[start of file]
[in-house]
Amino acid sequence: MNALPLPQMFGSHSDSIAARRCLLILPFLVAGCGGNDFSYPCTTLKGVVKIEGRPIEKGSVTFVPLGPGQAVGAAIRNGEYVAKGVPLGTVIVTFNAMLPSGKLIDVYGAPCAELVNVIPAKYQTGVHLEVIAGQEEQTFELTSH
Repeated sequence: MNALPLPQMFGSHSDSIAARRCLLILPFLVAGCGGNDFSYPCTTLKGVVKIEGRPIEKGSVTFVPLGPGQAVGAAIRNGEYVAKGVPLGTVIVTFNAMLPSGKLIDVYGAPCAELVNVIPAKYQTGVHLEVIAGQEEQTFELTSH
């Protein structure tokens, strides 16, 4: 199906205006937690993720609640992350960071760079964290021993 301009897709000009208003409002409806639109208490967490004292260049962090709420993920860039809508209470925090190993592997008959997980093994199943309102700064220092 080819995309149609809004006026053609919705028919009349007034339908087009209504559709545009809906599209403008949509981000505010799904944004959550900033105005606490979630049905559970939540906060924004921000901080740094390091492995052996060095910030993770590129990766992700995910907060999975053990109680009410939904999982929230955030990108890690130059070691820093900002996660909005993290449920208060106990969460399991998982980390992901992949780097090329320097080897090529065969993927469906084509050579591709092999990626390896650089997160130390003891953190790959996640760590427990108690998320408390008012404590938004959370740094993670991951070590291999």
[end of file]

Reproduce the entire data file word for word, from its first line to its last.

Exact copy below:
[in-house]
Amino acid sequence: MNALPLPQMFGSHSDSIAARRCLLILPFLVAGCGGNDFSYPCTTLKGVVKIEGRPIEKGSVTFVPLGPGQAVGAAIRNGEYVAKGVPLGTVIVTFNAMLPSGKLIDVYGAPCAELVNVIPAKYQTGVHLEVIAGQEEQTFELTSH
Repeated sequence: MNALPLPQMFGSHSDSIAARRCLLILPFLVAGCGGNDFSYPCTTLKGVVKIEGRPIEKGSVTFVPLGPGQAVGAAIRNGEYVAKGVPLGTVIVTFNAMLPSGKLIDVYGAPCAELVNVIPAKYQTGVHLEVIAGQEEQTFELTSH
């Protein structure tokens, strides 16, 4: 199906205006937690993720609640992350960071760079964290021993 301009897709000009208003409002409806639109208490967490004292260049962090709420993920860039809508209470925090190993592997008959997980093994199943309102700064220092 080819995309149609809004006026053609919705028919009349007034339908087009209504559709545009809906599209403008949509981000505010799904944004959550900033105005606490979630049905559970939540906060924004921000901080740094390091492995052996060095910030993770590129990766992700995910907060999975053990109680009410939904999982929230955030990108890690130059070691820093900002996660909005993290449920208060106990969460399991998982980390992901992949780097090329320097080897090529065969993927469906084509050579591709092999990626390896650089997160130390003891953190790959996640760590427990108690998320408390008012404590938004959370740094993670991951070590291999």